If there’s one thing I remember from high school biology, it’s that the GPU is the powerhouse of the PC. Ask PC gamers what build they’re running, the first words out of their mouth will usually be the name of the graphics card their beast is packing. Even the CPU, the brains of the whole operation, will often be left playing second fiddle. It’s the part we dedicate most of our PC spending, bragging, and drooling on.
The GPU can also say a lot about what you’re is trying to achieve from a build. Someone running a tight setup with a 4000 series Nvidia card, for example, is looking to get the best of the best without care for the cost. Older cards paint a picture too. Someone with a 1080 is likely to be attractive, smart, and responsible with money regardless of how much they desperately want something better.
Steam’s video card stats (opens in new tab) paint a broad picture of the PC gaming community, giving us a look into what’s popular en masse. Currently, they’re telling a story that sees many turning to the previous generation’s mid-ranged RTX 3060, with the popularity of these cards actually increasing as the current generation rolls out.
The RTX 3060 (opens in new tab) was rolling along quite nicely in October last year as one of the fastest growing cards on Steam, but with the release of new cards, holiday sales and gift-giving we saw those numbers start to drop off over November. Not hugely, but enough to harken in a new generation of cards as expected.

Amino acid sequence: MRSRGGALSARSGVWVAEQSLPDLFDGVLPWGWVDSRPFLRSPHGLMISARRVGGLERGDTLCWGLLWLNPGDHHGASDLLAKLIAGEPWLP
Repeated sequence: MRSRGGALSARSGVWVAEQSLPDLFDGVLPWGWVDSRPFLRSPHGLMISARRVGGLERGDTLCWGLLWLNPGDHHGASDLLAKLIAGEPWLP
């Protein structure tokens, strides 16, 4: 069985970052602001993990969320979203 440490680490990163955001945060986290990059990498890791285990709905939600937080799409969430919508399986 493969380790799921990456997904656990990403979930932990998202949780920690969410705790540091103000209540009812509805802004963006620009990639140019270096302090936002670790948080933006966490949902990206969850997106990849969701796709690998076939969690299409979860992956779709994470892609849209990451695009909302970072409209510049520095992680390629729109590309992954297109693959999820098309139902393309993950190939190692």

The following months were fairly steady for 3060 uptake, but in February we saw the highest numbers since the previous December. The percentage of 3060 users on Steam appears set to grow further as it currently sits in fifth place for popularity on the platform (opens in new tab). That’s behind much older cards, its equivalent 3060 laptop GPU, and the RTX 2060.
But these numbers don’t really surprise me much. It felt like Nvidia’s 30 series barely saw the light of day before the 4000s came careening around the corner. While powerful cards, the new series are huge, have massive power draws, and are wildly expensive.
When an RTX 3060 (opens in new tab) goes for under $USD400 and the cheaper RTX 4070 Ti (opens in new tab) is still sitting at over $800, it makes a lot of sense. Perhaps the 4070 will come in at a better price (opens in new tab), but until then I doubt we’ll see many beyond the higher tier of enthusiasts rushing out to adopt the latest gen.
It’s also a good reminder of what the average PC gamer is actually running at home. It’s easy to get swept up in the hype of top-tier builds and want the most powerful piece of kit, but you don’t really need it for most games. The glorious GTX 1060 still sits in second place, surpassed only by the GTX 1650 (opens in new tab). Maybe I should be a little more respectful towards my own GTX 1080. It’s still higher on the popularity list than any 4000 series card.